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Life of Charles Nerinckx
Camillus Maes

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Rev. Charles Nerinckx
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Father Charles Nerinckx was a Belgian Roman Catholic priest who came to the United States in 1804, and served the church vigorously in pioneer Kentucky, establishing parishes and building churches in that State, and founding one of the earliest teaching orders of Sisters in North America. Very much like Daniel Boone, at the end of his life, he moved to Missouri where he died in 1824.

It seems clear that this book was written with a view to supporting Nerinckx' beatification: the man has almost no flaws, and his life is viewed — explained, justified — thru a prism of heroic virtue; his biographer has even reported (chapter 30) what with the sanction of the Church might be called miracles. Nerinckx has not been beatified, though; the careful reader will doubtless form an idea of why not, but a Dominican perspective on one of the more important facets of Father Nerinckx' life in Kentucky dots the i's and serves as a useful corrective: "Fathers Badin and Nerinckx and the Dominicans in Kentucky" by the Rev. Victor F. O'Daniel, O. P., published in the Catholic Historical Review.

But once balance is restored, there can remain no doubt that Charles Nerinckx was a robust, heroic pioneer figure of the "Old West"; and we know the tree by its fruits: the Sisters of Loretto — the order he founded and nurtured, as meticulously chronicled in this book — continues to bring healing and civilization, in much the way he envisioned, to countries around the world. Maes's biography, though long recognized as flawed, is also still a window on conditions in the early United States — not only religion but travel, land tenure, and pioneer life — and even to some extent on the 19c history of Belgium and the Netherlands.

Birth of Charles Nerinckx. — Parentage. — Rev. John Henry Nerinckx. — Mary Nerinckx. — Rev. F. X. Decoen, S. J. — Early education. — Rev. Charles Nerinckx ordained a Priest. — Vicar in Mechlin.


Pastor of Everberg-Meerbeke. — Catechism and Sunday Schools. — Reforms. — Father Nerinckx' proscription. — Chaplain in the Hospital of Dendermonde. — His hiding-places. — He exposes his life to chastise a blasphemer. — His studies and writings. — Declines a re-appointment.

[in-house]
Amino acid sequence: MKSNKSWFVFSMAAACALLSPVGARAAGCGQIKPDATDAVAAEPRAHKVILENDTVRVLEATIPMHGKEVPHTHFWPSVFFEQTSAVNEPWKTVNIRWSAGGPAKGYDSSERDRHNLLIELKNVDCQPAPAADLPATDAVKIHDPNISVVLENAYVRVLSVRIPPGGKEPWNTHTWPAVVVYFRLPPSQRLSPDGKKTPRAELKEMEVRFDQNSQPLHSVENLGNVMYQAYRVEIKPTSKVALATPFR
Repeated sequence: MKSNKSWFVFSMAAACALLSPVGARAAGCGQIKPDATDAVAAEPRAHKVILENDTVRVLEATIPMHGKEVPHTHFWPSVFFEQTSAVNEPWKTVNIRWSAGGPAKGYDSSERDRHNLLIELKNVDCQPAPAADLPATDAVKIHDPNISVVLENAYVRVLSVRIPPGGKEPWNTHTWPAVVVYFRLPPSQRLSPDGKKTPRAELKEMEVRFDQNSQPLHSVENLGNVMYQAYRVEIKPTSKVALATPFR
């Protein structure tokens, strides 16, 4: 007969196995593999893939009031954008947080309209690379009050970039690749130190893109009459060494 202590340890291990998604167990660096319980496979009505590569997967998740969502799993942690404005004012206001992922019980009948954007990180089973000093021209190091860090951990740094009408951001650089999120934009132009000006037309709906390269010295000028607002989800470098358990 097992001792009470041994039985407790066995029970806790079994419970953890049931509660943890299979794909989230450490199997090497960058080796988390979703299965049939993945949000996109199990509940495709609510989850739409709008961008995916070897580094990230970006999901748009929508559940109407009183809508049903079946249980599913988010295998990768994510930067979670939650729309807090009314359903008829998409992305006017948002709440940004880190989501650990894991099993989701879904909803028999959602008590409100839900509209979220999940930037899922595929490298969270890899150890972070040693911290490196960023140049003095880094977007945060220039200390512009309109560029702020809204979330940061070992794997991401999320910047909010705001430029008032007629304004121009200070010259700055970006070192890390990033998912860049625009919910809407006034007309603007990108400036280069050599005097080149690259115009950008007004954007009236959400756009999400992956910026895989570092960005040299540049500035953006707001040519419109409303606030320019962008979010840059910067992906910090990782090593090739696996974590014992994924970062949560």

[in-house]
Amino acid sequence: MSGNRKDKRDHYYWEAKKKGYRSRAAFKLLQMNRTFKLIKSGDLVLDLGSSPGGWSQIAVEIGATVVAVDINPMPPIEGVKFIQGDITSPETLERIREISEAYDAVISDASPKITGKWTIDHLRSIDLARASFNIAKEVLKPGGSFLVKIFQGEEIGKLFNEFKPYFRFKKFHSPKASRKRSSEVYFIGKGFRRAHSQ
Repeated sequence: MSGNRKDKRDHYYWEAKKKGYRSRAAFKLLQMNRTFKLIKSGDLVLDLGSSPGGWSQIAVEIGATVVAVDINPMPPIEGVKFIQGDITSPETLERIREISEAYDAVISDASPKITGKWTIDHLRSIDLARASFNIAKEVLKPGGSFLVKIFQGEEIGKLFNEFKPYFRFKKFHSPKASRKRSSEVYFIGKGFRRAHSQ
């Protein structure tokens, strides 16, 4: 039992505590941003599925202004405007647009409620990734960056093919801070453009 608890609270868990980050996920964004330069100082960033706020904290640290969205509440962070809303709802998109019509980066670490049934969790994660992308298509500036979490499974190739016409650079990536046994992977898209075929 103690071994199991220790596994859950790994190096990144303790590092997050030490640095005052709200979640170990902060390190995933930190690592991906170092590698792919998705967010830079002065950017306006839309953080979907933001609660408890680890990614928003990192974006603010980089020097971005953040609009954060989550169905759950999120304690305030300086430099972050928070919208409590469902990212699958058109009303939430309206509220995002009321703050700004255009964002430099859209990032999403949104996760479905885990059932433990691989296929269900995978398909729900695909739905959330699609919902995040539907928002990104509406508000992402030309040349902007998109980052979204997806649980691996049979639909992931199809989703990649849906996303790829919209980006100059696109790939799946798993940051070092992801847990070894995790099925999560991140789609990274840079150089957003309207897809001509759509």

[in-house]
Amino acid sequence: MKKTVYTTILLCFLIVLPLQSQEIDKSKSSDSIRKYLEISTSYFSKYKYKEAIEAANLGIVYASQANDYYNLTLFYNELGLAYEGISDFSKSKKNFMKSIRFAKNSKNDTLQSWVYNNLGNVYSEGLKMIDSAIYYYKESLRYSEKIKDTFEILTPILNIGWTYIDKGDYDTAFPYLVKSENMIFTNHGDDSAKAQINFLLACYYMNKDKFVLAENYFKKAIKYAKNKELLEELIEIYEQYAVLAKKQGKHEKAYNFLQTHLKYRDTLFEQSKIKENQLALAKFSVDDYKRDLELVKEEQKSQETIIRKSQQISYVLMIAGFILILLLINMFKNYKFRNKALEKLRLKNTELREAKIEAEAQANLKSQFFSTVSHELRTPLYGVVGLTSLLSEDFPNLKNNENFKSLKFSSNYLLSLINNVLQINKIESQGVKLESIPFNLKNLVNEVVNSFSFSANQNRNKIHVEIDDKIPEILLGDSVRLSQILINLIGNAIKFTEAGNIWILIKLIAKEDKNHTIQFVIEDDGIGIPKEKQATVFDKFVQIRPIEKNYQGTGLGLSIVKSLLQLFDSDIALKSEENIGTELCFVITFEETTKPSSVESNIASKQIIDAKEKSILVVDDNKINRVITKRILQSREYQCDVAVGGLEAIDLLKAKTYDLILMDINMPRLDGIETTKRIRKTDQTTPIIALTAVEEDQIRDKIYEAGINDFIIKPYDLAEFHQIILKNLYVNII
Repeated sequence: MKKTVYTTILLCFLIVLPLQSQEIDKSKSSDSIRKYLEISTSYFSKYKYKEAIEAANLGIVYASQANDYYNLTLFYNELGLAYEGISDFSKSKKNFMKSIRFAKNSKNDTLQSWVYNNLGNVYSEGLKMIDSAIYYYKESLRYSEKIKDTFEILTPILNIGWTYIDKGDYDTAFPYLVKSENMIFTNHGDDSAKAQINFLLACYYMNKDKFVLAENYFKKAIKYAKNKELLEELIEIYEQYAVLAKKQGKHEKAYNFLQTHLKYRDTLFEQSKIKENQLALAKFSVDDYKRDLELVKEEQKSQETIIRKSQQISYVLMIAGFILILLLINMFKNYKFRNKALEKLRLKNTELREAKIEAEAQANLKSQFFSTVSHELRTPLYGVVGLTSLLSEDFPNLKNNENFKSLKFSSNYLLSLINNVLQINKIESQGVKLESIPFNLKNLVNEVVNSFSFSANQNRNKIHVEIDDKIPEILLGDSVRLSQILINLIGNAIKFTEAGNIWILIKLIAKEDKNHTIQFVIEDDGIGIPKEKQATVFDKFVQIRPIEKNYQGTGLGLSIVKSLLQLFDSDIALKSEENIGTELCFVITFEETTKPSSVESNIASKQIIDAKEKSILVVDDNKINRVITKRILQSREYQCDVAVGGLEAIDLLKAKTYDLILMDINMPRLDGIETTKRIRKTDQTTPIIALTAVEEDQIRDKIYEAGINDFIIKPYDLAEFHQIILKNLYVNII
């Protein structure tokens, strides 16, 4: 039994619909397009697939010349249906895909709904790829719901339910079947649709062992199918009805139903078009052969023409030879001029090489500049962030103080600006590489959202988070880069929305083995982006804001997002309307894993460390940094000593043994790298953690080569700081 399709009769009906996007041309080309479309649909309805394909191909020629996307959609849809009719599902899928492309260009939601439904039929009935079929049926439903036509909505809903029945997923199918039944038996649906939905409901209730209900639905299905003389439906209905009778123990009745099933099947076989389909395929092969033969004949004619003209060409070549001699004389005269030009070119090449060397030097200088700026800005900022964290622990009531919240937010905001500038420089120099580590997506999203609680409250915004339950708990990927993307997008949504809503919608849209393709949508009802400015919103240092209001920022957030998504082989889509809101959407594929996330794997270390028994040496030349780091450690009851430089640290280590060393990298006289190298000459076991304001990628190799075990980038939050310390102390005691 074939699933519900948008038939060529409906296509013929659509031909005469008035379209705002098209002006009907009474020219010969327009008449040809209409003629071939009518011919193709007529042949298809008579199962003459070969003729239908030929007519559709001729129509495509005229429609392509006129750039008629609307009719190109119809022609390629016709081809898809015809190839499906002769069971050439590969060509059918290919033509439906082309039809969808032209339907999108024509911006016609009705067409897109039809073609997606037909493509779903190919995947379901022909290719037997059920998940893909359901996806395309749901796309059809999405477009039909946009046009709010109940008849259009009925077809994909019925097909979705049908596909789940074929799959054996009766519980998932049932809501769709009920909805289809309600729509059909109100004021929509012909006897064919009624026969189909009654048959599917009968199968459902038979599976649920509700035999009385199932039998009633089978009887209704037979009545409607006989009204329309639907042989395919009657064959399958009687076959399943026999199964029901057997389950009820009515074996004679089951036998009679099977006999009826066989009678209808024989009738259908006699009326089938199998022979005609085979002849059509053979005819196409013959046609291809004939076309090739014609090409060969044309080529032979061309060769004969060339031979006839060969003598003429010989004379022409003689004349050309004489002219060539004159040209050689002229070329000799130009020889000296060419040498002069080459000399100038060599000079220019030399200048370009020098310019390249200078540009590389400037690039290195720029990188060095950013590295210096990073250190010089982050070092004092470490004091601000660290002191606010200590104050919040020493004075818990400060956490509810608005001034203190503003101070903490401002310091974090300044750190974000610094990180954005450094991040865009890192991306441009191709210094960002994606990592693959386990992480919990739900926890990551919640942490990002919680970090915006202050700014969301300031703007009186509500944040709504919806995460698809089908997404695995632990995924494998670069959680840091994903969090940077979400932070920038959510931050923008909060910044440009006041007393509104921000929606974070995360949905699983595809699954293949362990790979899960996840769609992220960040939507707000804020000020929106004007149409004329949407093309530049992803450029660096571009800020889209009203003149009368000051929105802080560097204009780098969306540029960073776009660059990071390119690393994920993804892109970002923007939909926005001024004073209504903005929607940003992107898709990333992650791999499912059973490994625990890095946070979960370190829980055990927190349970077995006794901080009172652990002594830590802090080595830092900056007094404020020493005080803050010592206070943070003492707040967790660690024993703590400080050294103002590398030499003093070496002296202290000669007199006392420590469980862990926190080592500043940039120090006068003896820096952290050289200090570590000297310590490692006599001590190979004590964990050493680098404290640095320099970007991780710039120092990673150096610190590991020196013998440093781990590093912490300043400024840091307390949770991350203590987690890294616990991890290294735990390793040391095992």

The French Revolution. — Father Nerinckx resolves to go to the American missions. — An account of his vocation. — Princess Gallitzin recommends him to Bishop Carroll. — She meets him in Amsterdam. — Annoying delay. — Father Nerinckx embarks for America. — A floating hell.


Father Nerinckx appointed for Kentucky. — "Again a schoolboy" at Georgetown. — His humility. — Mademoiselle de la Rochefoucault and the French ambassador. — Visit of the Trappist prior. — Father Nerinckx prepares for his western mission. — His arrival in Kentucky.


Early Kentucky history. — The Shawnees. — Virginia explorers. — Catholic settlers from Maryland. — The league of sixty catholic families. — Father Whelan. — The first catholic church in Kentucky. — Father Badin. — St. Ann's church. — Other Missionaries. — Father Nerinckx.


Father Nerinckx on the mission. — A noble project. — He writes to Belgium for men and money. — "The voice of one crying in the wilderness." — Poverty of Kentucky catholics. — A visit to Post Vincennes. — Who shall be bishop of Kentucky? — A pen-picture of Father Badin.


The Trappists. — Father Nerinckx foresees their failure. — His desire to join them. — Obedience better than sacrifice. — St. Stephen's. — Holy Mary's. — Bells. — Church furniture. — Danville. — St. Charles' church. — State of the Catholic Church in Kentucky in 1807. — Rev. Nerinckx' bodily sufferings. — His missionary field of labor.


Catholic schools. — Father Nerinckx' zeal for the instruction of the children. — "Arms up!" — He plans the establishment of a religious community. — Its objects. — Building of a convent near St. Stephen's. — The building destroyed by fire.


The Jesuits in America. — Catholic progress in Kentucky. — A procession in 1807. — Wheeling. — Washington. — New Lancaster. — Chillicothe. — Quebec. — Boston. — Knoxville. — Holy Mary's. — St. Clara's. — St. Charles.


Father Nerinckx' piety. — His daily life. — His zeal for the spiritual progress of his people. — The Dominicans. — Their advent the occasion of petty persecutions against Father Nerinckx. — Father Nerinckx asks to retire to some other field of labor. — Yields to Bishop Carroll's advice, and remains in Kentucky.


Father Nerinckx appointed administrator and bishop of New Orleans. — He declines the appointment. — He offers himself for the Louisiana mission. — New trouble in Kentucky. — The New Orleans difficulties. — The vicar-general opposes Father Nerinckx' departure.


Missionary labors. — St. Anthony's, Rough Creek. — St. James', Clifty. — St. Bernard's, Adair City. — Other settlements. — Father Nerinckx' courage, cheerfulness, and kindness. — His adventure with a wolf. — His labors in the confessional. — The fruits of his zeal. — A touching incident.


Father Nerinckx' bodily strength. — His adventure with Hardin. — Carrying the cross in Bullitt county. — Saluting the negro. — Father Nerinckx' simple oratory. — His success in making converts. — Arrival of Bishop Flaget in Kentucky. — The Episcopal palace.


New efforts in behalf of education. — The little school of Hardin's Creek. — Its first teachers. — They retire from the world. — They start a religious community. — Election of the first superior. — A primitive boarding school. — Father Nerinckx founds the Loretto Society.


Churches of the Long Lick and Casey Creek. — Father Nerinckx removes to St. Charles. — First taking of the veil at Loretto. — Black dye and chemical experience. — First regular election of a Dear Mother. — First rules and their author. — Building a new convent and residence.


Bishop Flaget visits Loretto. — New difficulties. — Death of Mother Ann Rhodes. — Her burial: self-denial in death. — Father Nerinckx' tribute to her memory. — Dear Mother Mary Rhodes. — Practicing holy poverty. — Fortunate "old maids!"


Taking the veil. — Sister Monica. — Blessing the church and convent. — "Do not forsake Providence." — Pittsburg stoves. — New postulants. — Protestations of the people. — Bishop Flaget explains.